I must admit that I was never cool enough to own a Hypercolor t-shirt.  Apparently, I was the only human in North America that walked the streets with a regular old shirt that didn’t change color when someone held their hand on it for like five minutes.  For the uninitiated, the whole gimmick was due to a revolutionary dye that changed tint when it experienced a change in temperature.  You’d put on a purple shirt in the coolness of your bedroom, go out to catch the bus in 80-degree weather and MOTHER OF GOD!!  MY SHIRT IS NOW RUSTY ORANGE!  Then they got tricky and started printing the damn things in tie-dye patterns, so it was a swirling cauldron of ambiguous chromatics, dizzying and dazzling onlookers and passers-by.  “WHO IS HE?!  A WEATHER-LORD OF TIME AND SPACE?!?  ONE OF ELTON JOHN’S BAND MEMBERS?!  YE GODS, LOOK AT HIS MAGICAL ATTIRE!  BEHOLD HIS COMING!”  Plus, yeah; when someone gave you a hug, you could totally see where they put their arms around you.  Show-off motherfuckers, gettin’ hugs and shit.  Some bullshit, right there.

Show me on the shirt where he touched you...

Show me on the shirt where he touched you…

 

I know I’m leaving some out.  I decided against the brand-name trends, like United Colors of Benetton, Gotcha!, et al., because that sort of thing is in constant flux.  Remember when a couple of years ago you saw FUBU everywhere?  Yeah.  But hey, feel free to suggest others in the comments section.  Especially you youngsters that might remember stuff from the turn of the century that old guys like me sort of missed. (Those shirts Guy Fieri wears, for example.)  On second thought, nobody mention Guy Fieri.  The rest is fair game.  And as always, thanks for reading.

 

Everything’s Cool.

I was going to call this post “Everything’s Cool, and That Ain’t Cool” or steal from Pearl Jam and say “Everything Has Changed; Absolutely Nothing’s Changed.”  But there’s really not a whole lot of negative to my thoughts on this subject, so I figured I’d leave it with the simple, hopeful, calming “Everything’s Cool.”  Because it is.  Literally.

There was an article earlier this year in Vanity Fair that basically said that stylistically we’re exactly the same as we were in 1992…twenty years ago.  The article points out that the styles of 1952 were vastly different from those of 1962, and those were different from 1972, and all of ’em were nothing like the fashions of 1982, and so on.  Basically, every ten years there’s a new way of doing things, and from car designs to clothing to music. There’s a big change with each passing decade.

Except, you know, Steve Jobs.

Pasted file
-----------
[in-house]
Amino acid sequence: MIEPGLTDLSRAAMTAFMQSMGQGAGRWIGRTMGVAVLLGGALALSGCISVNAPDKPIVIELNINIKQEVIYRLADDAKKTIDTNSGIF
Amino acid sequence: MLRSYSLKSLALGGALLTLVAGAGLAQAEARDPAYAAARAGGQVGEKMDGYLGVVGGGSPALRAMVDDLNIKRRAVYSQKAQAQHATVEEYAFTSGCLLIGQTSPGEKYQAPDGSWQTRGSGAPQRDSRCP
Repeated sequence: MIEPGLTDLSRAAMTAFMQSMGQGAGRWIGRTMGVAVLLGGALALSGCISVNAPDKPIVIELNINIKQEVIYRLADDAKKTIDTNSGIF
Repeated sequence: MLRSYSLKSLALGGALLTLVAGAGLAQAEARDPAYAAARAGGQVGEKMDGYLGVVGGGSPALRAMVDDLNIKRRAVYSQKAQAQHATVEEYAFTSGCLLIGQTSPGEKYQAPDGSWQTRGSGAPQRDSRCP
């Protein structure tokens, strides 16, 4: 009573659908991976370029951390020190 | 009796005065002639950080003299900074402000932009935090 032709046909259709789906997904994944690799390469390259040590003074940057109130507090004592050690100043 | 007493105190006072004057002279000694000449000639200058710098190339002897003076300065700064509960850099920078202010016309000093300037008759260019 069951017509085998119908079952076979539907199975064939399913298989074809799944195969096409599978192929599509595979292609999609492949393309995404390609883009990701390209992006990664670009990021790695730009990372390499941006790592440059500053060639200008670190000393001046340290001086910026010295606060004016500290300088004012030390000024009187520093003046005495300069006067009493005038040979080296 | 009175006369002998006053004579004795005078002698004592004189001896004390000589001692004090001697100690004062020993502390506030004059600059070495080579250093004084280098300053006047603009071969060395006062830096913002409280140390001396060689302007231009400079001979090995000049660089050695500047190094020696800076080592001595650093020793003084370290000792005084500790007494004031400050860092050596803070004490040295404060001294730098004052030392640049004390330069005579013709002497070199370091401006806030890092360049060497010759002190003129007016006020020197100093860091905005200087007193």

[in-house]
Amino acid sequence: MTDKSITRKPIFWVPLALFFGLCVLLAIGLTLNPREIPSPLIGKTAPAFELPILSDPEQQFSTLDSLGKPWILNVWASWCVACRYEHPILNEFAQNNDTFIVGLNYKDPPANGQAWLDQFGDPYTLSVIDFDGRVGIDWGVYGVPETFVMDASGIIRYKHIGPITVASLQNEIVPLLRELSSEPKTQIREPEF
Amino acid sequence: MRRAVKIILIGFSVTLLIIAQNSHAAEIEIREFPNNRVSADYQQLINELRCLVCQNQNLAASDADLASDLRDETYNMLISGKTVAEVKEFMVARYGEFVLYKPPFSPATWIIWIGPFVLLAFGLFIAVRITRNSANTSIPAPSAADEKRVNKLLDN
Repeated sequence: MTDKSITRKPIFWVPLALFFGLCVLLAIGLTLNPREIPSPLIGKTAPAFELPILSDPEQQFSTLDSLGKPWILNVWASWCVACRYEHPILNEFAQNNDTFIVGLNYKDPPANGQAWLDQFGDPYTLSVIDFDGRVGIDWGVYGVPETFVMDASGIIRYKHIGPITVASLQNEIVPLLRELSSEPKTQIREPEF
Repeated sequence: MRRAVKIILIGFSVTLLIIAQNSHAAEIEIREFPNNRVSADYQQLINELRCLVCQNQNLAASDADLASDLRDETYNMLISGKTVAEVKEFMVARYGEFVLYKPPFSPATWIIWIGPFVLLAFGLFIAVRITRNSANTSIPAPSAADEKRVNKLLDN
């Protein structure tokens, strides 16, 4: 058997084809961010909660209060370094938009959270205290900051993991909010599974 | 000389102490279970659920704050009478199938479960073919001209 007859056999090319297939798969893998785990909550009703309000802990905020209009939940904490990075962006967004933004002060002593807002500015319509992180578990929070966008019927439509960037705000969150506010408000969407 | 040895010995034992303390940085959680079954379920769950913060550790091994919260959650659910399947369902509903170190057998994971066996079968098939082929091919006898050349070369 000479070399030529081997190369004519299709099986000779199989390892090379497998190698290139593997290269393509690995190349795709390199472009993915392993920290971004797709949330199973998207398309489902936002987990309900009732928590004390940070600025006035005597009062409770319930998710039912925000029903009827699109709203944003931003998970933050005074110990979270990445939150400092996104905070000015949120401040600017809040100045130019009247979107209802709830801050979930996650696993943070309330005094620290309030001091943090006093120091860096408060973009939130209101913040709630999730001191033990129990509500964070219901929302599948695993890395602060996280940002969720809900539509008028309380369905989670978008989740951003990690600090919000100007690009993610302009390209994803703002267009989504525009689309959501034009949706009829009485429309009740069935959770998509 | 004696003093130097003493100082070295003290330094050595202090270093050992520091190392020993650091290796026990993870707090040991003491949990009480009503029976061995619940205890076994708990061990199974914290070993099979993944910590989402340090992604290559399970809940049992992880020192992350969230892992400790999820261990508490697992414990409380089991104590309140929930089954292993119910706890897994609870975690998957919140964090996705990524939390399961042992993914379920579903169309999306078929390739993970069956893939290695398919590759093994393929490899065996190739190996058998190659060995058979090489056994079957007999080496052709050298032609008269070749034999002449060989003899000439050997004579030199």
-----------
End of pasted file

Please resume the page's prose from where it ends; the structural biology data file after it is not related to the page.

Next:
Not anymore.  According to the article, we’re stuck in a stylistic wormhole, reliving the same things for twenty years.  My initial reaction to this reality is:  Um…so?

In this very blog I’ve mentioned how cool it is that I can, in this 21st century, elect to wear a wide-brimmed Fedora and listen to Operation Ivy on my way home from seeing “The Avengers” in IMAX to play Black Ops II on my HD television before switching over to TCM and watching “Invasion of the Saucer Men” or settling in for a night of Star Trek (the original series) on Netflix or reading The Dark Tower.  I mean, I can literally do whatever I want from whichever time I choose.  Music, books, movies, television, fashion…all mediums and all genres and all styles and so on have been archived so well over the ages that we now have the sum of EVERYTHING THAT HAS EVER HAPPENED at our fingertips.  That’s very powerful.  I can pick up a Nook or an iPad or whatever and read Chaucer or George R.R. Martin.  I can look at sketches and read translations from Copernicus or “A Brief History of Time” by Hawking.  That is so incredible.

Or hell, combine the two! Save time!

As for fashion, I’ve kind of developed the following philosophy regarding trends in fashion:  FUCK FASHION.  Have I been caught up in one trend or another over the years?  Sure.  And anyone who says otherwise is lying.  I rocked a blazer with a t-shirt during the early-2000’s.  But you know what I realized?  I also rocked that look in the early-90’s.  I was too young to really rock a blazer in the 80’s, when that seemed like the thing to do (thanks, Miami Vice!) but I’m sure I would’ve.  Also, that style combo wasn’t born in the 80’s anyway.  You know who started the shirt-sans-tie/blazer combo?  Jed fucking CLAMPETT, that’s who.

Well, I reckon it ain’t lupus! Can’t rightly figure what in tarnation it is, though.